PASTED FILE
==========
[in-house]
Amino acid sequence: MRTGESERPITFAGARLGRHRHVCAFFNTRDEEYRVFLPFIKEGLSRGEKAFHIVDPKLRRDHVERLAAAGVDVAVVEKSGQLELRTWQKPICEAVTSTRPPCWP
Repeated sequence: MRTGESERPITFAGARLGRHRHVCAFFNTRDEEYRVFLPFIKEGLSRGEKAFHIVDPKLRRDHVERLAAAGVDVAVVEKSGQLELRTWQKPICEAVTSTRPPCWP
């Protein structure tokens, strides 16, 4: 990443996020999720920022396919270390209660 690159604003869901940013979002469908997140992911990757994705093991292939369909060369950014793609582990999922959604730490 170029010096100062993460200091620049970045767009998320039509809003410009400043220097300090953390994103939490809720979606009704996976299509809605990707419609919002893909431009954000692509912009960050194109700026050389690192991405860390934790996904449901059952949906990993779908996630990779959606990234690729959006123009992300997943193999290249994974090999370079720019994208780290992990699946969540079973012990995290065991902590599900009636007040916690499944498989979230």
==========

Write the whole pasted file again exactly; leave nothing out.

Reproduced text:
[in-house]
Amino acid sequence: MRTGESERPITFAGARLGRHRHVCAFFNTRDEEYRVFLPFIKEGLSRGEKAFHIVDPKLRRDHVERLAAAGVDVAVVEKSGQLELRTWQKPICEAVTSTRPPCWP
Repeated sequence: MRTGESERPITFAGARLGRHRHVCAFFNTRDEEYRVFLPFIKEGLSRGEKAFHIVDPKLRRDHVERLAAAGVDVAVVEKSGQLELRTWQKPICEAVTSTRPPCWP
């Protein structure tokens, strides 16, 4: 990443996020999720920022396919270390209660 690159604003869901940013979002469908997140992911990757994705093991292939369909060369950014793609582990999922959604730490 170029010096100062993460200091620049970045767009998320039509809003410009400043220097300090953390994103939490809720979606009704996976299509809605990707419609919002893909431009954000692509912009960050194109700026050389690192991405860390934790996904449901059952949906990993779908996630990779959606990234690729959006123009992300997943193999290249994974090999370079720019994208780290992990699946969540079973012990995290065991902590599900009636007040916690499944498989979230």